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Your Internet Access Under Trump

The internet has become part of everyday American life in ways most of us didn't think possible at the start of the twenty-first century. The changes have been steady and constant over the past twenty years, with phrases like "Google it" and "unfriended" working their way into our everyday conversations and the connected lifestyle transforming the way we work, play, shop, conduct financial transactions, and even find love. According to the Pew Research Center, fifty-two percent of Americans had internet access in 2000; the number skyrocketed to 84 percent by 2015.[1] Since the days of 56k dial-up modems, access has improved with each technological breakthrough. From cable and DSL networks to wireless networking, to development of mobile technologies that have changed the way we interact with the world and one another, the upward trajectory of both quality and access has been evident.

The relationship between Americans and the internet has been defined by what is commonly known as the "fair and free" internet. If you have a connection, you can visit any website, any time. If you can build a website to compete with Amazon.com, the only thing stopping you is your ingenuity and creativity. Regulatory changes under the current administration may change that "free and fair" landscape permanently.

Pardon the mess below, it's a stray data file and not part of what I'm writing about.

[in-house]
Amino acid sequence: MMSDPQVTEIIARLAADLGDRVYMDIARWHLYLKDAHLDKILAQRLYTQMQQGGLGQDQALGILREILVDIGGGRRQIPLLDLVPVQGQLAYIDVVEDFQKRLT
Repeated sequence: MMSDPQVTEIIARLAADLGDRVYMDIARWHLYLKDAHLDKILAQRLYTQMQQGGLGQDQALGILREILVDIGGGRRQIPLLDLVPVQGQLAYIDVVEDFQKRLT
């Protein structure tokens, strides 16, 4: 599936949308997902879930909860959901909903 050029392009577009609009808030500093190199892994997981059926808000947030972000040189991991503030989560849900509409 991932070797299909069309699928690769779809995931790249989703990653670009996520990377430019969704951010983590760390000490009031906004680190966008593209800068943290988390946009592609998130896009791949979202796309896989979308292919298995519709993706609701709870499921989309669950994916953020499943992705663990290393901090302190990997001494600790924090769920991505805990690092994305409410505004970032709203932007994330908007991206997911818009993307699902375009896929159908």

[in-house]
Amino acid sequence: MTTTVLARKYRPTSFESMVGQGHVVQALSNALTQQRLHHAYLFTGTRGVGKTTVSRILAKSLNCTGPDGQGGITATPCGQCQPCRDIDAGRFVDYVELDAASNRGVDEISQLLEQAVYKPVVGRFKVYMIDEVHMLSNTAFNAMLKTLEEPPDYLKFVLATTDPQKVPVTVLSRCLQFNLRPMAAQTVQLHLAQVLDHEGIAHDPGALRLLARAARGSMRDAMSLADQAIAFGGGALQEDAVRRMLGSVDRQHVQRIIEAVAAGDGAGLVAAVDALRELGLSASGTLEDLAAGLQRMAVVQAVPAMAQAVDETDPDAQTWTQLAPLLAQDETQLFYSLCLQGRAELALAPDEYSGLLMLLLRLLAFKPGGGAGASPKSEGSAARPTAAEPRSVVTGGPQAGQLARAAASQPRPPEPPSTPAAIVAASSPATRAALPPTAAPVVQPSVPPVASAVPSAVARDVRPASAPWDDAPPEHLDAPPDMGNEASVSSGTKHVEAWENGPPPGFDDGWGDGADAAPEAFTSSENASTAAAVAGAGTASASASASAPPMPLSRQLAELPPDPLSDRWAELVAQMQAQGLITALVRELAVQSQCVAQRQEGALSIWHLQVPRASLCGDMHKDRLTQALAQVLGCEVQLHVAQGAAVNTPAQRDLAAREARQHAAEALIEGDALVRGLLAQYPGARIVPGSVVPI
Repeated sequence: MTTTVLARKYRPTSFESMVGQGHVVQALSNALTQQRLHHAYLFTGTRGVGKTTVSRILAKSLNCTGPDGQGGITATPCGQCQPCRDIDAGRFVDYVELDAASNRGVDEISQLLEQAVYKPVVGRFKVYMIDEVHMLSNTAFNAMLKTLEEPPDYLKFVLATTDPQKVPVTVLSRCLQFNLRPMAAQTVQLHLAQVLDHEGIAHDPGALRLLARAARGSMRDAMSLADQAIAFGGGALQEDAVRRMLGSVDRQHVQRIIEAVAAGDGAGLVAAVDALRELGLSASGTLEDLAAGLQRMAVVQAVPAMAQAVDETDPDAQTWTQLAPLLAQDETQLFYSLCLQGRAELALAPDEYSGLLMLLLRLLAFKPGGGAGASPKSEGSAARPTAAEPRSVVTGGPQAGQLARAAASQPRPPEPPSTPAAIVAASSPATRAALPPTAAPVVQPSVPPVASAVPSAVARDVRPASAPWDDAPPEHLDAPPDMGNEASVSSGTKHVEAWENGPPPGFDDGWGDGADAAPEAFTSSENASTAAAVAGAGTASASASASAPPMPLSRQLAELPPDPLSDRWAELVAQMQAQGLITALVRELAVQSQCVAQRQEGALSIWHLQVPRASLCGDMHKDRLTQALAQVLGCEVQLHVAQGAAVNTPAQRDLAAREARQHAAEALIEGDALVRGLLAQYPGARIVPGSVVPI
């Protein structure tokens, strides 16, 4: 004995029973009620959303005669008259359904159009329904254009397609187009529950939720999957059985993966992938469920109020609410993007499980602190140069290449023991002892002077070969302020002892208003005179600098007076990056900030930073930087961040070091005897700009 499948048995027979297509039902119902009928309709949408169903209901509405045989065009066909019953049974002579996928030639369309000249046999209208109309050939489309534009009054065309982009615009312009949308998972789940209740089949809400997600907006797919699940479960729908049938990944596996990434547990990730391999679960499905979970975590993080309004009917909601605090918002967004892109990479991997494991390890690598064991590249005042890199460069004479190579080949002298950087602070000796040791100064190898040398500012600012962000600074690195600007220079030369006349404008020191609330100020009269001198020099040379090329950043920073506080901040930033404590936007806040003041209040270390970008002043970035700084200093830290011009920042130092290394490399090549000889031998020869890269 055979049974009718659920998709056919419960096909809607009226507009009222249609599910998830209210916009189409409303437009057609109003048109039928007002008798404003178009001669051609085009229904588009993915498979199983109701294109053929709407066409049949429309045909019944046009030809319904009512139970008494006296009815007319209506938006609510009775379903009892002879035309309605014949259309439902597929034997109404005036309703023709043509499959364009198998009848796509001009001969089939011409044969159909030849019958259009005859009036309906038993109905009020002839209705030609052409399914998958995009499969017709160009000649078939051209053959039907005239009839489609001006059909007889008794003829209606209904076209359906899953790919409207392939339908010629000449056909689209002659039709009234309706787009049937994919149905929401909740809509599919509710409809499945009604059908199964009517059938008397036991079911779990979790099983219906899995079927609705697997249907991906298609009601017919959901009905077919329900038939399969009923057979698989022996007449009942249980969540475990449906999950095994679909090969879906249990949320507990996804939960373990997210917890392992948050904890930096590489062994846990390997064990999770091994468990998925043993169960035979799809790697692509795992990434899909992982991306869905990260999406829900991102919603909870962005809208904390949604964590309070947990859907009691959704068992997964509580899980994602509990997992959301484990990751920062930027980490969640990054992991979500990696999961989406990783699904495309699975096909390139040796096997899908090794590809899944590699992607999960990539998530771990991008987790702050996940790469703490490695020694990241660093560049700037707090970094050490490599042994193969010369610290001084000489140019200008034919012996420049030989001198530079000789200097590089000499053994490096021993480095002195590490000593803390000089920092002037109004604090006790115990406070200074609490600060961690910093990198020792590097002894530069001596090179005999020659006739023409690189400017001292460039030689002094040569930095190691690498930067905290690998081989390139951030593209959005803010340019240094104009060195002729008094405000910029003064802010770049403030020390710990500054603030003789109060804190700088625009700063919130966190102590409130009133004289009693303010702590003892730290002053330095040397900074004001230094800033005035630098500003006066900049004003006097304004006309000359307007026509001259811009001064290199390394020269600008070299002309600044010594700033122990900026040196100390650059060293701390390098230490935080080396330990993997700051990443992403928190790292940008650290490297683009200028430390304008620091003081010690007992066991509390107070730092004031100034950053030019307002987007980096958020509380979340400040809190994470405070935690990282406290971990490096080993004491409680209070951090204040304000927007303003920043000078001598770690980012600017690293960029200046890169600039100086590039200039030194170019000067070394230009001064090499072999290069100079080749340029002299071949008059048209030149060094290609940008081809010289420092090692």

To understand these changes and their potential impact on the American people, we need to take a quick look at how internet-related policymaking works. One of the most significant problems is the unavoidable fact that technological advances happen much faster than the lawmaking process; as a result, most regulation is reactive, not proactive.

Congress can pass laws regulating just about anything, but when it comes to internet policy, the Legislative Branch seems content to pass the buck on controversial issues. This policy-making power then falls to the Federal Communications Commission (FCC). The FCC "regulates interstate and international communications by radio, television, wire, satellite, and cable in all 50 states, the District of Columbia, and U.S. territories."[2] The Commission is an independent U.S. government agency that implements and enforces America's communications laws and regulations.

The Net Neutrality Debate
The term "net neutrality" refers to the rules that have forced internet service providers and other telecommunication companies to keep the internet free and fair. This concept is based on the principle that service providers can't discriminate among websites, apps, or any other online service. Service providers own the pipes the data passes through, but they have no control over what goes through the pipes.

The concept of Net Neutrality goes back to rules passed by the FCC in 1976, protecting early providers of data services from interference by AT&T, which owned the telephone lines that were exclusively used to move data in those days. As broadband service became popular in the early 00s, service providers became increasingly interested in regulating users at both ends of the pipe. It may seem hard to believe today, but in the early 00s, service providers like AT&T and Comcast were banning the use of home wifi and VPN.[3] When telcos moved to bloc internet-based voice services like Skype, which competed with their core telephone business, the FCC stepped in and passed rules guaranteeing the freedom to access content, use applications, attach personal devices, and obtain service plan information. Net Neutrality became official policy.